My Aunt also breastfeed her children longer than any of my other aunts. Her oldest nursed until the age of three. Everyone nagged her about weaning and even I joined in on the teasing. Me, a childless teenager, teasing my aunt about breastfeeding. I can’t even imagine doing something like that now. She took it all in stride though. At least that is what I gathered from the outside….

Now here I am still breastfeeding my 4 1/2 year old daughter and the shoe is on the other foot. I get occasional questions from family members about when I am going to wean. But the fact that I live across the ocean and only see my family for about 2 weeks out of a year probably has something to do with that. I think I am the most blatant public nurser in my family. And when I nursed her in the pews of both my grandparents funerals last summer, they all turned a blind eye.

I truly believe that although I didn’t know it at the time, watching my aunt nurse with such confidence helped mold me into the mother I am today. The memories I have of being around her while she breastfed her children gives me courage and strength and help me to feel like what I am doing is normal and natural. So, although I am not going to mention her name, I know she will know this is about her when she reads it and I want to tell her thank you. Thank you, dear aunt, for being brave and fearless. Thank you for being strong and confident and for showing me how beautiful this experience truly is. I love you.

Thank you to all the mothers out there that nourish their children in the company of others. You may not know it, but you are paving the way for so many other mothers. You have the ability to change the way breastfeeding is perceived. You can make a difference in the lives of those around you. Thank you, thank you, thank you.

goishibf 2.0

 

 

 

 

Marriage

Being married is hard. It is a lot harder than the fairy tales I read as child led me to believe. Having parents and grandparents who loved each other madly was beautiful. I also feel like I only saw the good and used that as a base for my expectations of my own marriage. I am sure that my parents struggled. I am sure that my grandparents struggled. But I chose not to focus on those aspects when building my expectations for my future.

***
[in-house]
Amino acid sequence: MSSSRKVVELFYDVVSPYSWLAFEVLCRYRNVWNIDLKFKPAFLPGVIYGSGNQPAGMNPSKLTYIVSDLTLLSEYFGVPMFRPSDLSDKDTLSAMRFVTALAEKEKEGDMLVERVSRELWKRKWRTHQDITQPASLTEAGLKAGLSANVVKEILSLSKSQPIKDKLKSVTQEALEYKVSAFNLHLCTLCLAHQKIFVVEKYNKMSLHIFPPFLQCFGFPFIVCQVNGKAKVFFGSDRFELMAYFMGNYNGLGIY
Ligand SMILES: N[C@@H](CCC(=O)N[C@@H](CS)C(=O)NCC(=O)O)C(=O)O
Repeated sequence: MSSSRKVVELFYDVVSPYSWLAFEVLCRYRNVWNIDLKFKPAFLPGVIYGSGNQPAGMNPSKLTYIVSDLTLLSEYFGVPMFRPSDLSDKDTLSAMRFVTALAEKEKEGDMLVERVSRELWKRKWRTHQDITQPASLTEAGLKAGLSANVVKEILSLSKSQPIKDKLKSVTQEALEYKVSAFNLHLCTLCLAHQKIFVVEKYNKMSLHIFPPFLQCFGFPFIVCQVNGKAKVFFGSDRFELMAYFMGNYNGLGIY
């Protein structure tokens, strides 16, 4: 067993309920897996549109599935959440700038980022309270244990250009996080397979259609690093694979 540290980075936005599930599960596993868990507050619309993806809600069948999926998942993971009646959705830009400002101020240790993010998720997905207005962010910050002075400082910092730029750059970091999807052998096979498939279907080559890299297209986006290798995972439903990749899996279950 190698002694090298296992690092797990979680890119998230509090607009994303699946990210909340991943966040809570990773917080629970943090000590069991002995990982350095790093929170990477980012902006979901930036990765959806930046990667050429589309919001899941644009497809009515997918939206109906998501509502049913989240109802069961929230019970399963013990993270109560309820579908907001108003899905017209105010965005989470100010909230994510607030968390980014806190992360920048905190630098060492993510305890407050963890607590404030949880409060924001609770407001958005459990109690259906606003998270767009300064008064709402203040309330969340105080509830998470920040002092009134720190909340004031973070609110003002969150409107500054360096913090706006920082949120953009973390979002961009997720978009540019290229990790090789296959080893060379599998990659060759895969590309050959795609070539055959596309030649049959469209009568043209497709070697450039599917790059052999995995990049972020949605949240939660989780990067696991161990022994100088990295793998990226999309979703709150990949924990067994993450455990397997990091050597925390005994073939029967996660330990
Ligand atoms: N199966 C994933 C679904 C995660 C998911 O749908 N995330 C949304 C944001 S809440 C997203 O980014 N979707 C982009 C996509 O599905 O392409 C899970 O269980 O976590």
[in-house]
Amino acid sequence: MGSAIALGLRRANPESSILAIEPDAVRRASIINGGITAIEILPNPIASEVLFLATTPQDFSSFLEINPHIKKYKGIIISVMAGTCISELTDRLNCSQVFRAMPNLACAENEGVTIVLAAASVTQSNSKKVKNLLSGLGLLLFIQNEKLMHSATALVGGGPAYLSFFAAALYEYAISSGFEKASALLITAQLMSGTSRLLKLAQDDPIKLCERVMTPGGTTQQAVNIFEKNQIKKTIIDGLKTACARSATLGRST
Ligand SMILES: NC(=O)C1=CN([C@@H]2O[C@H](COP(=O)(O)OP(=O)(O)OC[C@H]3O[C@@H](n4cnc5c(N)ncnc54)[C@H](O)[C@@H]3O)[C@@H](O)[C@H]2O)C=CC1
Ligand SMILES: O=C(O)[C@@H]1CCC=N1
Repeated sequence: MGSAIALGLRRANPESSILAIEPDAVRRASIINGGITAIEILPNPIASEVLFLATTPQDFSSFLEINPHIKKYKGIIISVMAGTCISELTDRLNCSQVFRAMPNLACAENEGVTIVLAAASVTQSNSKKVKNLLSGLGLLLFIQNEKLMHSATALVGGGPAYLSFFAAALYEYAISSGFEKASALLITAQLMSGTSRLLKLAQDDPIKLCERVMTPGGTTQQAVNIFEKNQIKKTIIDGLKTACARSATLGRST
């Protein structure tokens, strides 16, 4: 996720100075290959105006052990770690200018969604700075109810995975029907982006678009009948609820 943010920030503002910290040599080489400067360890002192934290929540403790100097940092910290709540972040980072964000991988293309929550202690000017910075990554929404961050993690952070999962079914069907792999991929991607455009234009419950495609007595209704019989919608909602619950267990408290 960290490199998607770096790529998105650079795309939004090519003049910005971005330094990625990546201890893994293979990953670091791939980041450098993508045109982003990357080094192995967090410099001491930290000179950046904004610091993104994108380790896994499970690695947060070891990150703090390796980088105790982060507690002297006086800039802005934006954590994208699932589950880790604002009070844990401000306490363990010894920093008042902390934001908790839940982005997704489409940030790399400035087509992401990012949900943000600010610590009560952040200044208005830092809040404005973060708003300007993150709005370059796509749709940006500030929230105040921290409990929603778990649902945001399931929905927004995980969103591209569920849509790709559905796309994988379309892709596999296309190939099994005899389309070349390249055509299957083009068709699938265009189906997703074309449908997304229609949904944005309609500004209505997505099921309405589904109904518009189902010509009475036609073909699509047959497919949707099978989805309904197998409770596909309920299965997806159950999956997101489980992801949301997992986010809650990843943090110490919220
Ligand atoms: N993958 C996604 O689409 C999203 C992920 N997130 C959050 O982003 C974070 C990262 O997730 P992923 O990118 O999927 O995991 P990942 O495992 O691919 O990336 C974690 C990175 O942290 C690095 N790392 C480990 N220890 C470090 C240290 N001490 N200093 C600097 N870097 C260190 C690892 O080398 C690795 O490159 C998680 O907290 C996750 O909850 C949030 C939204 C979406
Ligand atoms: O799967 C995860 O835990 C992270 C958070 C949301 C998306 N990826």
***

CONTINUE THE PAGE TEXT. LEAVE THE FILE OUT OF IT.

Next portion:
Having expectations is one sure way to build up resentment. When you have no expectations, it’s harder to feel let down. If I could go back and enter in with no expectations, I would. But I can’t live in the past. I am here in the present. I can strive to let go of those expectations and live in and find joy in my reality.

“Each of us is caught up in an idea of happiness.  If we can release our idea of true happiness, true happiness is born in us right away” –Thich Nhat Hanh

Why is it that we can speak to our daughter with kindness and love and patience but we can’t do the same with each other?

With my husband,

There are days when I really feel like I could’ve been a better version of myself.

There are days when I fail at being kind, loving, patient, and less easily offended.

There are days when I feel like I have bitten off more than I can chew.

There are days when I feel like I can’t do anything right.

There are days when I just want to sit in the corner and cry. Cry until I am as dry as the desert.

There are days when I really don’t know where to go.

There I days when I wish I could go back to sleep and wake up and start over again.

There are days when I am jealous and in turn act out in anger.

There are days when I lash out with sarcasm and name calling.

There are days when words come out of my mouth that I can never take back.

There are days when I wish I could be more like the role models I grew up believing I would eventually become.

There are days.

There are days.

I am imperfect. I am human. I make mistakes. I hurt feelings. I feel hurt.

alliever

Thich Nhat Hanh has some amazing words of comfort and inspiration. I share them here to remind myself.

“Hope is important because it can make the present moment less difficult to bear. If we believe that tomorrow will be better, we can bear a hardship today.”

“When you say something really unkind, when you do something in retaliation your anger increases. You make the other person suffer, and he will try hard to say or to do something back to get relief from his suffering. That is how conflict escalates.”

“Walk as if you are kissing the Earth with your feet.”

“Waking up this morning, I smile. Twenty-four brand new hours are before me. I vow to live fully in each moment and to look at all beings with eyes of compassion.”

“Through my love for you, I want to express my love for the whole cosmos, the whole of humanity, and all beings. By living with you, I want to learn to love everyone and all species. If I succeed in loving you, I will be able to love everyone and all species on Earth… This is the real message of love.”